Friday, February 01, 2008

The January Employment Report

The headline number from today's employment report was a decline of 17,000 jobs in January. (Permanent link likely here.) This number is not significantly different from zero, so the BLS calls it "essentially unchanged." However, the point estimate at this point is the first negative number since August 2003, and that will likely dominate the news.

The January report is also where we see some revisions for calendar year 2007, and these are worth considering when trying to get a fix on where we are in the business cycle. Year-end nonfarm payroll employment was revised downward by 376,000 jobs relative to prior estimates. Very little of this revision pertained to the 4th quarter. Factoring in the January number, employment growth has averaged 66,000 over the last 4 months. That's weak growth in anybody's book.

Looking at the household survey, the unemployment rate was also "essentially unchanged" with a 0.1 percentage point decline. Digging a little deeper, the two alternative measures of unemployment that incorporate marginally attached workers (and in one, those employed part-time for economic reasons) ticked up by 0.2 percentage points. These numbers are presented in Table A-12 of the report.

For more on the details, read Barry Ritholz at The Big Picture.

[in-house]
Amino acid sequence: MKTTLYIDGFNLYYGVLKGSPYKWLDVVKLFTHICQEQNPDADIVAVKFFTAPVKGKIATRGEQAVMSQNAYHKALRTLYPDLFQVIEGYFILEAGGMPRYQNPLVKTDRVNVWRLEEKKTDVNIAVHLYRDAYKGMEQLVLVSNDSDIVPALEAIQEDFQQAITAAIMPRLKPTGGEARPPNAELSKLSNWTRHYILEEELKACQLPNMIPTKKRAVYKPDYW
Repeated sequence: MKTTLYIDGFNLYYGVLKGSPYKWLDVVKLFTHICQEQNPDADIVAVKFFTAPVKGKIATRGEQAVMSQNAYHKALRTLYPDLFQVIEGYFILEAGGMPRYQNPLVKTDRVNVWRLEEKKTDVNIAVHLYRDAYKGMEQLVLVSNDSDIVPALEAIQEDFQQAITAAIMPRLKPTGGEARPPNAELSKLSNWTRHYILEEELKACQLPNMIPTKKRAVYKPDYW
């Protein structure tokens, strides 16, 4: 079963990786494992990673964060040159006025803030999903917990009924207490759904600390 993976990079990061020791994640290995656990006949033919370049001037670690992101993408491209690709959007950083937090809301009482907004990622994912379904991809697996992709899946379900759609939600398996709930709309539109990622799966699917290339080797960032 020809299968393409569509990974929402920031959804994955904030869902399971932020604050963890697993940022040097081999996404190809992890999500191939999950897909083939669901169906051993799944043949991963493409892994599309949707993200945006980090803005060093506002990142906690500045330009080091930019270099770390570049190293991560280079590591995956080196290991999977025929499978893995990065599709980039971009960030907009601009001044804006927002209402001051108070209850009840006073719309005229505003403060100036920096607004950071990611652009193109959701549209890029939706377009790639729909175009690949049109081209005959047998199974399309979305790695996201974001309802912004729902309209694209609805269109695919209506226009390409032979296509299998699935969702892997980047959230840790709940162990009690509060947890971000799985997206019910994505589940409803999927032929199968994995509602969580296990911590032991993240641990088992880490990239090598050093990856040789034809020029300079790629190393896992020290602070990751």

1 comment:

Josephthepoet said...

If a pile of checks are sent out, then a huge chunk of the money will go to food and inexpensive goods (Walmart type stores), and to expensive life-style buys (overseas supplied too).

The employment in other countries will be given a massive assistance by the purchases coming from the “US Stimulation Package”.

The politicians would have done better by, for example:

1 Giving out $billions in food stamps that get spent locally and help the poor.
2 Setting aside $billions more to extend Unemployment Insurance that also helps locally (including to take retraining).
3 Include using $10-20 billion for maybe clean fuels research, or redesign rebating to clean up dirty coal power plants.
4 And by taking a whopping $100 billion of it, and telling the American public that the money is up for grabs for the full cost of their purchase and operational installation of wind and solar power collectors, of all sizes, on a first come first served basis. Exclude large power farms from this stimulation package but not the bulk purchases of with-in city limits units that cities may wish to install. Many American people, cities and companies would jump in to get their chunk of the $billions.

Engaging these few things would cause instant effects and the money will be invested to promote the “US economy”.

The continuing effect would be us becoming world leaders in these and other clean power technologies, many Americans finding permanent good employment, the US becoming a little more energy secure, and investment in the US stock market would also be assisted upward by the effect of American companies gearing up for the manufacturing, sales, and educational needs.

Giving us poor and suffering a few dollars won’t help us. The availability of many good jobs would be better. Sort of like being given a fish as opposed to being helped to become a fisherman.

My first blog on “The US Stimulation Package” can be found at: